Try to make it fun for them. Pick a comfortable style. Make sure the child's glasses fit just right, not too tight. Not too loose. Let them pick the design. If the child picks his/her favorite design, they will be more likely to actually wear them. Hang them to a chain. Since they're already hanging around the neck, your child will be more likely to put them on again.
This is a question most parents ask, especially when their child is an infant or toddler. The best answer is that most young children who really need glasses will wear them happily because they do make a difference in their vision. Initially, some children may show some resistance to wearing their glasses, but it is helpful for parents to demonstrate a positive attitude. Toddlers often wear the glasses only when they are in a good mood and reject them-and everything else-when they are not.Here are a few ideas to help get your child to wear glasses. Start by having your child wear glasses for short periods during enjoyable activities, when your child will be having so much fun that he or she will forget about them. Use the glasses as part of reward times, such as when your child is watching his or her favorite video. Or choose a time when your child is rested and in a good mood to start requiring the glasses.Check the fit of the glasses. Stop by the optical shop if the frame loosens. As the child grows, the glasses may become tight or uncomfortable. Glasses that are poorly fitted can easily slip and slide down, and they then become useless.
In my opinion, compliment your child for remembering to wear his or her glasses is more important. Give your child some say in selecting the frame. Select three or four different frames that are acceptable to you, and then let the child pick the one he or she likes best.Make the glasses a part of the child's daily routine. Put them on in the morning as your child is getting dressed and remove them before naps and bedtime. Enlist the teachers' help by telling them your child's schedule for wearing glasses.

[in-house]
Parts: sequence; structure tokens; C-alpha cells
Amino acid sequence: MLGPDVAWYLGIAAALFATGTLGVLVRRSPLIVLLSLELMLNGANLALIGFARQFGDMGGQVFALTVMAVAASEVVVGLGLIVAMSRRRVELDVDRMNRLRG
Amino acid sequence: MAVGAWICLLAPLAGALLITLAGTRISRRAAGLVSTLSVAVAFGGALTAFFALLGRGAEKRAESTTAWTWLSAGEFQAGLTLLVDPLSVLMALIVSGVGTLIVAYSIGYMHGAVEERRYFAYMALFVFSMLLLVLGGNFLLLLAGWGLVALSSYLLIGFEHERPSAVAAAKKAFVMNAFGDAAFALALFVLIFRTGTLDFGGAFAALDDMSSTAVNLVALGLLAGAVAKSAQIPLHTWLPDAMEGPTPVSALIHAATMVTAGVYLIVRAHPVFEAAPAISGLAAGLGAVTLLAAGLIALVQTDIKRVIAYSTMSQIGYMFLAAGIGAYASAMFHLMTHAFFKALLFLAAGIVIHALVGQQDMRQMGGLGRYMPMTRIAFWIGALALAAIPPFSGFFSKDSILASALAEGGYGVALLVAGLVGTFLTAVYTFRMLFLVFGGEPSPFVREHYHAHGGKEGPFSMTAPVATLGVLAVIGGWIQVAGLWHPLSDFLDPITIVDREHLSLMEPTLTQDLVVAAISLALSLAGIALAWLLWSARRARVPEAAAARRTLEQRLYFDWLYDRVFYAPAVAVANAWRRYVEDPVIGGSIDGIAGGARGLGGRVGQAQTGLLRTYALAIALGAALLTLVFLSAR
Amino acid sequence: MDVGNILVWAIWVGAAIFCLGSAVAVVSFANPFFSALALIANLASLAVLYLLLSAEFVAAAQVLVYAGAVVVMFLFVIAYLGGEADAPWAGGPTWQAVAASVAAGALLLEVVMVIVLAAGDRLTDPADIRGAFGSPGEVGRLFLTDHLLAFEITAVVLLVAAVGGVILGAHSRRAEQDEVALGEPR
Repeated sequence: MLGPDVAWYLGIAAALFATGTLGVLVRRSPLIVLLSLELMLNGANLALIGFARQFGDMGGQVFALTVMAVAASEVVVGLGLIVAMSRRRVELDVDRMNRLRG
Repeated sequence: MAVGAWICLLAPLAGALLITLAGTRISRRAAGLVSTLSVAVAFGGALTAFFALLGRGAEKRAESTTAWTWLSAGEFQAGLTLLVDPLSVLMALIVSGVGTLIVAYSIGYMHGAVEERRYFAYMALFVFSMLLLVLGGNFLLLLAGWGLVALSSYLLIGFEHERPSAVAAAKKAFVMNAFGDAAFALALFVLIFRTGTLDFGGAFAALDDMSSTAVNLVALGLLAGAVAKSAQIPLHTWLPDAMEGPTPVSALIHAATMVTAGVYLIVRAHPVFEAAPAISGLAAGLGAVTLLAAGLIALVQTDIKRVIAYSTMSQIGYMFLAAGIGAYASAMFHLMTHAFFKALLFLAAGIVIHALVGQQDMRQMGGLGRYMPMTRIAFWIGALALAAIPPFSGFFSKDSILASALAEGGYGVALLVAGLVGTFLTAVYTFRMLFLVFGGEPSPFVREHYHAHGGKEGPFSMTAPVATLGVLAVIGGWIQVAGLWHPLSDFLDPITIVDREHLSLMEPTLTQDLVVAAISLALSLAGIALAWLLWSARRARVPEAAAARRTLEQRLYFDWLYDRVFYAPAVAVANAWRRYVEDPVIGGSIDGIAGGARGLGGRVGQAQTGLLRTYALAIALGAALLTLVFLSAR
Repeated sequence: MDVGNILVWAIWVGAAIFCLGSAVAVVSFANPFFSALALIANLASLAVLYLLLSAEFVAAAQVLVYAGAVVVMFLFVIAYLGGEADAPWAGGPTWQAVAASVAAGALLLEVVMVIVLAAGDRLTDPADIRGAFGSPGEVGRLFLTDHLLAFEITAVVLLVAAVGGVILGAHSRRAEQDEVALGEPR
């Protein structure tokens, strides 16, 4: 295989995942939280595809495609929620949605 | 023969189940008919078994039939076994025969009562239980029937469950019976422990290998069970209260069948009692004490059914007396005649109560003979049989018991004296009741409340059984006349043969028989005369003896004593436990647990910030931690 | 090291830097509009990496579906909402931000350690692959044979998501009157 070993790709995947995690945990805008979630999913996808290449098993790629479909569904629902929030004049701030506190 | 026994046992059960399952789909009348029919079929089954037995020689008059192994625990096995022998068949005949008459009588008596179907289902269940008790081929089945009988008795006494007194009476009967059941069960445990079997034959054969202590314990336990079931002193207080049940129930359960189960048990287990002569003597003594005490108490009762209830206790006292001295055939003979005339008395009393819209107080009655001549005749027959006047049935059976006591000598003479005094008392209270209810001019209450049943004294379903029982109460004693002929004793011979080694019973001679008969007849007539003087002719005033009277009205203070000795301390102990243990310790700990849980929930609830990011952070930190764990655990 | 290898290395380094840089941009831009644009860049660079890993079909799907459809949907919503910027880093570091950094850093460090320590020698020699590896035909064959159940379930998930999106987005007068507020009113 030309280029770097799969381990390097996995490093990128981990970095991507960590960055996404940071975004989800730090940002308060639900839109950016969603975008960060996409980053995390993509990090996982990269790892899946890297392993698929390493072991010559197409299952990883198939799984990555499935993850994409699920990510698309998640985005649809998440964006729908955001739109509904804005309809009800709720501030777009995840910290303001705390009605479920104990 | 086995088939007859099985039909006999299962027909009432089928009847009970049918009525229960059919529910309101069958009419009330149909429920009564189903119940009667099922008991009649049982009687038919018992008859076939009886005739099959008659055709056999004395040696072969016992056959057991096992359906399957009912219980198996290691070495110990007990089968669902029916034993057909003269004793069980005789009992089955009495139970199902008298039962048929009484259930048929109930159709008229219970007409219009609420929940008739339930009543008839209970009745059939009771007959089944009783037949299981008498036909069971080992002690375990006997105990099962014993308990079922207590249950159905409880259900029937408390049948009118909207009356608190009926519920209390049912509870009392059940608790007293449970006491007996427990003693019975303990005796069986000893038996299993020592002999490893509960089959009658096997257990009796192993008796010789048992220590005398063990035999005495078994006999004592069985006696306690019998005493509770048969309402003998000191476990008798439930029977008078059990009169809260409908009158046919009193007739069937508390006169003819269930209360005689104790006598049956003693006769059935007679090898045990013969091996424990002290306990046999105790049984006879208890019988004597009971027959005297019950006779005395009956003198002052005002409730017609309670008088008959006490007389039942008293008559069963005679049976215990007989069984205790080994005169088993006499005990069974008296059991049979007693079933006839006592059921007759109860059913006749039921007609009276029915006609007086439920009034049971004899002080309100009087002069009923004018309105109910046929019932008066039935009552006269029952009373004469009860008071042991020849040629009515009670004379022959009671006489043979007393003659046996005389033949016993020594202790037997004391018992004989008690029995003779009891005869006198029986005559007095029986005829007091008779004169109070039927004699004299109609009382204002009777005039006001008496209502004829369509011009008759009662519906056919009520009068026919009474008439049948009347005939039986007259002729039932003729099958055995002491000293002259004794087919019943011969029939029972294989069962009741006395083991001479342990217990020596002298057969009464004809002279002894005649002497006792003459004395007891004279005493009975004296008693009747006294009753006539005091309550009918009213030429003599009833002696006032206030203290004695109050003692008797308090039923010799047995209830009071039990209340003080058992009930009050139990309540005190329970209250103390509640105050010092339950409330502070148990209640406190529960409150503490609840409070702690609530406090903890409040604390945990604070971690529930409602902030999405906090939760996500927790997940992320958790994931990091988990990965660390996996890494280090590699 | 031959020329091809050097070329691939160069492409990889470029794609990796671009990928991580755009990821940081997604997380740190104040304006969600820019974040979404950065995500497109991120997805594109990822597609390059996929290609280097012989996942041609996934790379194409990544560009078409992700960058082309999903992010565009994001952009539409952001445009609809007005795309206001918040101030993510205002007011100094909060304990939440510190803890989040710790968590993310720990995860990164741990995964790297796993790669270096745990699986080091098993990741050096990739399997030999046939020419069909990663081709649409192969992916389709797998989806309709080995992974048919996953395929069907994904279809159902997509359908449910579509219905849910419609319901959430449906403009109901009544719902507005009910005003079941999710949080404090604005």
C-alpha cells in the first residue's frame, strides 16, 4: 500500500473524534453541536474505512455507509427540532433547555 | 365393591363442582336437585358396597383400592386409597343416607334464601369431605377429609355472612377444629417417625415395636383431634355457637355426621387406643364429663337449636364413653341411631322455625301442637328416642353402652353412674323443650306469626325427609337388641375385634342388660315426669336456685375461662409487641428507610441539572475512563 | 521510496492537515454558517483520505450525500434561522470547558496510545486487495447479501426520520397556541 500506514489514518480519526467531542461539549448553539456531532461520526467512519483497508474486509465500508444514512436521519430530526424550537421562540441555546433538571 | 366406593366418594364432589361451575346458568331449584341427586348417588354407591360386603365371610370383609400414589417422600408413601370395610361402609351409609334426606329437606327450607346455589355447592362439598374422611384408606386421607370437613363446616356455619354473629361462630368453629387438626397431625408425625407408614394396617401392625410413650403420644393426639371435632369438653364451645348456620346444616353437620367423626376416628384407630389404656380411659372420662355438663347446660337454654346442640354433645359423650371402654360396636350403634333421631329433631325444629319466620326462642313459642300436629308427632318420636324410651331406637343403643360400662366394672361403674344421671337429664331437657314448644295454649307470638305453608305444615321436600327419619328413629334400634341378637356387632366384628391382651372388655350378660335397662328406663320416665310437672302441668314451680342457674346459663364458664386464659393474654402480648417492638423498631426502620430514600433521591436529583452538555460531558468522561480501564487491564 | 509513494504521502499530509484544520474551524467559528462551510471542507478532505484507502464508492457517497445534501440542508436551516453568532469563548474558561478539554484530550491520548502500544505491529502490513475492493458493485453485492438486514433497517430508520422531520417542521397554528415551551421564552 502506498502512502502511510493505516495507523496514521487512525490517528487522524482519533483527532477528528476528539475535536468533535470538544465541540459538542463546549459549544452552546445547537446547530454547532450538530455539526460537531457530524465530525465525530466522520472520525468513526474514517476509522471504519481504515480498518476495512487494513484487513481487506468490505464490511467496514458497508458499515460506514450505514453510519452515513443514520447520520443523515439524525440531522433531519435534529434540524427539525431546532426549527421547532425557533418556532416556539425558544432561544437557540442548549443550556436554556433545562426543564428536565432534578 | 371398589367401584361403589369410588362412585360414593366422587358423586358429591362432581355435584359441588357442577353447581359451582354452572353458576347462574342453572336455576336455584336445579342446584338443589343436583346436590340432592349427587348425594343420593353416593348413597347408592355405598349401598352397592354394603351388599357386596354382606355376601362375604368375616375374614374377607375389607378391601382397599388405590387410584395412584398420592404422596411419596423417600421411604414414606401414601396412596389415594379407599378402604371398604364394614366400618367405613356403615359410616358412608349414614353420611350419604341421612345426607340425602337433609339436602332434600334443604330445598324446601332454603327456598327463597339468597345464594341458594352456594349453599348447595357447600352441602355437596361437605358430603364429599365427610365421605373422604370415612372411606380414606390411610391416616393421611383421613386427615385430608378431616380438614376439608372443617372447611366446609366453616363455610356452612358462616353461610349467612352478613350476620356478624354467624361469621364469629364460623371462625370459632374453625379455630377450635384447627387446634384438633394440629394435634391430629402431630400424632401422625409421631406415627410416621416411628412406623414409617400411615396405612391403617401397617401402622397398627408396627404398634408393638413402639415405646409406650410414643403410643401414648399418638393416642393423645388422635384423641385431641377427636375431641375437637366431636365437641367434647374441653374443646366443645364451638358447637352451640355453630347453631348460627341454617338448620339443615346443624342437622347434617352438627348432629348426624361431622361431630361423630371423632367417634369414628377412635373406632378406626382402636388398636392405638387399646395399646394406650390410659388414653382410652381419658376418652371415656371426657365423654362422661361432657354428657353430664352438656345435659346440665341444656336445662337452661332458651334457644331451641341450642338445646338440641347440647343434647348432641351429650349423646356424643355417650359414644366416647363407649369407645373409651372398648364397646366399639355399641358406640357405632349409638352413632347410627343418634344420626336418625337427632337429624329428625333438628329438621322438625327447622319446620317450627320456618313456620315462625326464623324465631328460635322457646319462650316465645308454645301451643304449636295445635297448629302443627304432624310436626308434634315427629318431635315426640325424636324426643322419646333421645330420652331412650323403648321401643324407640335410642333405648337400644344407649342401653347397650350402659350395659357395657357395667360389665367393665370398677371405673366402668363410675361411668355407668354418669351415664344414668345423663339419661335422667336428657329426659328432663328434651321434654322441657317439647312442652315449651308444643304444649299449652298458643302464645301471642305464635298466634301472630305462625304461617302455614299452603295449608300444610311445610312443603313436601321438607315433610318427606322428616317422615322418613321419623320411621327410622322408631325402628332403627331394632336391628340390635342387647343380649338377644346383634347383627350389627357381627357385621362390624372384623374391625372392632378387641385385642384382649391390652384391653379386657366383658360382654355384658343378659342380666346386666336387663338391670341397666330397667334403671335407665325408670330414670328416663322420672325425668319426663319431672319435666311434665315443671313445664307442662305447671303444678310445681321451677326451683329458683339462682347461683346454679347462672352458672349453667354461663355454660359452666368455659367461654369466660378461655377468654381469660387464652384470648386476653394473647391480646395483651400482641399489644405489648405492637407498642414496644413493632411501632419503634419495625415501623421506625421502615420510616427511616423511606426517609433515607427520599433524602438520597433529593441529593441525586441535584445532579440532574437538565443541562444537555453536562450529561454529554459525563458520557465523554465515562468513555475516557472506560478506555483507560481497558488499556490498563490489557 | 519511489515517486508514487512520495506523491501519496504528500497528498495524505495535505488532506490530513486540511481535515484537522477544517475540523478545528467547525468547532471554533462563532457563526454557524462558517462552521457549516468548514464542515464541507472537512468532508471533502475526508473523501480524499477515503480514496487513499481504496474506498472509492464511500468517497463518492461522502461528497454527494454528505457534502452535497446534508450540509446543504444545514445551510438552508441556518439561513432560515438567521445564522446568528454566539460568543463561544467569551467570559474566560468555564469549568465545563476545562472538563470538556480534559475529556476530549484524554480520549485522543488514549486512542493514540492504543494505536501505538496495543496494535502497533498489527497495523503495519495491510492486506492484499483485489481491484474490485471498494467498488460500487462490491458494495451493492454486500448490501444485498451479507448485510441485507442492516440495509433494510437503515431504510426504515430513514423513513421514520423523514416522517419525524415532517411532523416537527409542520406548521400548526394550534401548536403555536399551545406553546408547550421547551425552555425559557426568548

Here are a few ideas to help parents get their children to wear their glasses.Start your child off by having him or her wear their glasses for short periods of time during enjoyable activities. Hopefully, the child will be having so much fun that they will forget about the glasses. For example, use the glasses as part of reward times such as when your child is watching their favorite video.Choose a time when the child is rested and in a good mood to start them wearing their glasses.If the child takes their glasses off, be sure you put them back on in a firm, but loving manner. If a child learns that he or she has control over wearing their glasses, parents may lose the battle. You do not want taking off the glasses to be an attention-getting tool.Check the fit of the glasses. As the child grows, the glasses may become tight or uncomfortable. Glasses that are poorly fitted can easily slip and slide down and they become useless to the child.Pick activities where the glasses will make the biggest difference in your child%u2019s ability to see.Be positive. The attitude of parents and grandparents can influence a child more than most people think. Make glasses "cool" for your child to be weaning and point out pictures of other people, sports stars, or entertainers who are wear glasses. For very young children, "being just like Mommy or Nana" may be what counts.Compliment your child for remembering to wear their glasses and do not go "ballistic" when they take them off. Offer firm, but loving praise Give your child some say in selecting the frame. Select three or four different frames that are acceptable to you and then let the child pick the one they like best.Make the glasses a part of the child%u2019s daily routine. Put them on in the morning as the child is getting dressed and remove them before tap and bedtime. Let teachers know the child's prescribed wearing schedule so the youngster cannot talk them into letting him or her remove their glasses when they should be worn.